Here We Go Again: Obama Pushes Banks To Lower Home Loan Standards

Recently, White House Press Secretary Josh Earnest said the following: “One of the key legacy achievements of this presidency will be the important reforms of Wall Street. Those reforms have led to a financial system that is more stable and ensures that taxpayers are not on the hook for bailing out financial institutions that make risky bets.” Evidently the Obama administration has a different definition of “risky bets”, and “taxpayers not on the hook” than most people, because as the Washington Post reports: The Obama administration is engaged in a broad push to make more home loans available to people with weaker credit, an effort that officials say will help power the economic recovery but that skeptics say could open the door to the risky lending that caused the housing crash in the first place. … administration officials say they are working to get banks to lend to a […] Read More

The Lost Home Owner: “Soaring House Prices And Lack of Decently Paid Jobs” Affect Young

If it seems like the youngest generation of adults are missing out on starting their lives, and becoming real grown-ups… it might be because they are. And despite what you might be thinking, it’s not just a case of fixation on vapid social media, cultural decline or laziness among millenials that is to blame. There is definitely a problem with the economic realities of the day that is making a major contribution to this growing problem as well. The destruction of opportunity has been perhaps the biggest consequence of the economic crisis of 2008, and it continues to undermine the majority of Americans. Housing and rent prices have soared, along with other sharp increases in the cost of living. Meanwhile, student loan debt has been absolutely crushing (and threatens to topple the economic system once again) and college graduates have been mismatched with a severe shortage of good jobs […] Read More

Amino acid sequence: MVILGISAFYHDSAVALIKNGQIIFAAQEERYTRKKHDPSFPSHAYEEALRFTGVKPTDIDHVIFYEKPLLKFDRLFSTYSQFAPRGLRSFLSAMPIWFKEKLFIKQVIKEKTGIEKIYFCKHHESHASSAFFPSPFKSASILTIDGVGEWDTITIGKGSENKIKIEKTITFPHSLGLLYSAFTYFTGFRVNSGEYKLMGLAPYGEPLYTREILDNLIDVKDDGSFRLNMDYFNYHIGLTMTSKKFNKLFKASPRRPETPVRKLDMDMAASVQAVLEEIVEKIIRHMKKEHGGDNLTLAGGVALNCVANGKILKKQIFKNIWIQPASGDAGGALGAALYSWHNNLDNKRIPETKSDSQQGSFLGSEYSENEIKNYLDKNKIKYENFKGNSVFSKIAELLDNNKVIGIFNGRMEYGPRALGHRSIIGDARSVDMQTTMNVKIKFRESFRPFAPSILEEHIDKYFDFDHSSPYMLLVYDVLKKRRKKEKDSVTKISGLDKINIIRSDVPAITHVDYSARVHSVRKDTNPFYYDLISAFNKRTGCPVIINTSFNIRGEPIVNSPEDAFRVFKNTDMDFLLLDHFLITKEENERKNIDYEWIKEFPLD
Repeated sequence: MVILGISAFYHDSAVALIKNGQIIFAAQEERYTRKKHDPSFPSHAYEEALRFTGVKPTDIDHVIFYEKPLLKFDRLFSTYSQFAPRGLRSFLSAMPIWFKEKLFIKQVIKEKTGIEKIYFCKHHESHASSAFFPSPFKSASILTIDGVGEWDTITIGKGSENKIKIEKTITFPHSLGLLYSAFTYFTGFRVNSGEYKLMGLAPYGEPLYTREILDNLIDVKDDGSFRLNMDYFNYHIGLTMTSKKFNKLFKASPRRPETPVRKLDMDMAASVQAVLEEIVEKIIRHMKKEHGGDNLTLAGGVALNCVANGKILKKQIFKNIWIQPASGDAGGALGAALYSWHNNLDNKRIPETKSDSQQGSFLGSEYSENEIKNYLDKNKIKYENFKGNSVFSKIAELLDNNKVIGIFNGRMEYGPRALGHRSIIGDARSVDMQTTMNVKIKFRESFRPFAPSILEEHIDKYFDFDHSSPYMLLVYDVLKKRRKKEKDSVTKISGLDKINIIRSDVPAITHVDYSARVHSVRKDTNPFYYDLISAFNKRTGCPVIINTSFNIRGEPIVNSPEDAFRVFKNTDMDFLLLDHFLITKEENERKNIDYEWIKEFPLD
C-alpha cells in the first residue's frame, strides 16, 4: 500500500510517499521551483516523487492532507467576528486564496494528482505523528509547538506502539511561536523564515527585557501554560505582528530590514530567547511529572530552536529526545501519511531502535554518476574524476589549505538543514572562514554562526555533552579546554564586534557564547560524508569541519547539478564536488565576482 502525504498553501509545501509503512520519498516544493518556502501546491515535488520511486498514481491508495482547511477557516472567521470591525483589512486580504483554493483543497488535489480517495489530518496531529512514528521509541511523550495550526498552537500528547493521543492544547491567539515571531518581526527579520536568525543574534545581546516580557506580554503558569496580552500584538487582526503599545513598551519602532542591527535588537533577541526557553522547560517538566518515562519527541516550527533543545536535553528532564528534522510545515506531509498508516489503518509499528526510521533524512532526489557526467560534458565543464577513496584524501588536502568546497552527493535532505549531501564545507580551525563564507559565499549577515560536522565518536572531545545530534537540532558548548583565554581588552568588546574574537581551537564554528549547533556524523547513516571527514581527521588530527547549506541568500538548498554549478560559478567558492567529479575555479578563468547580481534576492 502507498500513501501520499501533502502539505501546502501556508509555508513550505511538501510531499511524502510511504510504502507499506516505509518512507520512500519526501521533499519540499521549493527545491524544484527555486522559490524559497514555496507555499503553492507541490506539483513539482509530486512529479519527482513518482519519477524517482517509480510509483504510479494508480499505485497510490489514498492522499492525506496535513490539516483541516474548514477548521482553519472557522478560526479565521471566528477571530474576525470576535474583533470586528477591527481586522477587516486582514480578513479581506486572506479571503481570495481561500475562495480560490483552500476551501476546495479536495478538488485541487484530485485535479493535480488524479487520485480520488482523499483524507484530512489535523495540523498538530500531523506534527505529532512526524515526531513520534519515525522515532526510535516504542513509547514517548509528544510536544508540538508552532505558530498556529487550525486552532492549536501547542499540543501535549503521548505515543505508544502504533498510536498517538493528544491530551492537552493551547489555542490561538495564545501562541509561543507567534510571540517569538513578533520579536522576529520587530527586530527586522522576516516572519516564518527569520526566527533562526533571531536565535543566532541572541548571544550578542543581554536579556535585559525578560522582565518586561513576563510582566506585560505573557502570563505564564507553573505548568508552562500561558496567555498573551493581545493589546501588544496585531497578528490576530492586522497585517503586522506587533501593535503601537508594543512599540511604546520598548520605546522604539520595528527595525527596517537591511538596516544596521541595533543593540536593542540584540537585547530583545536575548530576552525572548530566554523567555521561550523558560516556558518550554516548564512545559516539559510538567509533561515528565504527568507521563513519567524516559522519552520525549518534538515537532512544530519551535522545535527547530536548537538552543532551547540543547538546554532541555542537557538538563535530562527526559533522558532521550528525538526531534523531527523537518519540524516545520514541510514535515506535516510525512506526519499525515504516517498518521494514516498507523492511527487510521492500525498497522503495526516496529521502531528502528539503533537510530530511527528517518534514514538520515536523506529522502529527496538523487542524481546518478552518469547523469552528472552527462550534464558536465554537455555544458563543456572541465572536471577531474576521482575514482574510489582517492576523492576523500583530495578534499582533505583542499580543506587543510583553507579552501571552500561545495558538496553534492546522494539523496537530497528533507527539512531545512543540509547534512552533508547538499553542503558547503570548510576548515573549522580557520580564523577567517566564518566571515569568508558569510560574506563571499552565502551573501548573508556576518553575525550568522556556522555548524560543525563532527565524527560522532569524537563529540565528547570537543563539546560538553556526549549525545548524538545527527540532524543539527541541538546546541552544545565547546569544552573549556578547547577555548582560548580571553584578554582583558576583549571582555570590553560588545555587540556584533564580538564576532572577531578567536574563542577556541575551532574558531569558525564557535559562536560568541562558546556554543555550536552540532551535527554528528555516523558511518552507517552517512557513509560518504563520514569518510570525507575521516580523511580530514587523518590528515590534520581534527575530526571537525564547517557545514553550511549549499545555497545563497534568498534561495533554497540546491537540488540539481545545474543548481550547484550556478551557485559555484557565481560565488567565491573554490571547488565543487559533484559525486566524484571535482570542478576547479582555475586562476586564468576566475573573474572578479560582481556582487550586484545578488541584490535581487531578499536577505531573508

Meet The “Access To Affordable Mortgages” Act: How Congress Will Create The Next Crisis

Submitted by Simon Black via Sovereign Man blog, Say hello to the next financial crisis, brought to you courtesy of the dumbest new bill of the week: H.R. 5148: Access to Affordable Mortgages Act. Ordinarily whenever an individual wants to borrow money for a mortgage, the bank conducts due diligence… both on the borrower as well as the property. It’s in the banks’ interest (as well as the banks’ depositors) to ensure that the property is at least worth as much as the amount being borrowed. Duh. Congress doesn’t agree. Apparently when banks conduct property appraisals, that seems to unfairly discriminate against some segment of the population trying to buy crap properties. And we certainly can’t have that going on in the Land of the Free. So with HR 5148, Congress aims to exempt certain ‘higher-risk mortgages’ from property appraisal requirements. Curiously, this legislation reverses several provisions in the […] Read More

Why Housing Will Crash Again – But For Different Reasons Than Last Time

Submitted by Chalres Hugh-Smith of OfTwoMinds blog, Institutionalizing the speculative excesses that inflated the previous housing bubble has fed magical thinking and fostered illusions of phantom wealth and security. The global housing market has been dominated by magical thinking for the past 15 years. The magical thinking can be boiled down to this: A person who buys a house for $50,000 will be able to sell the same house for $150,000 a few years later without adding any real-world value. The buyer will be able to sell the house for $300,000 a few years later without adding any real-world value. The buyer will be able to sell the house for $600,000 a few years later without adding any real-world value. And so on, decade after decade and generation after generation: a house should magically accumulate enormous capital (home equity) without the owner having to do anything but pay the mortgage for […] Read More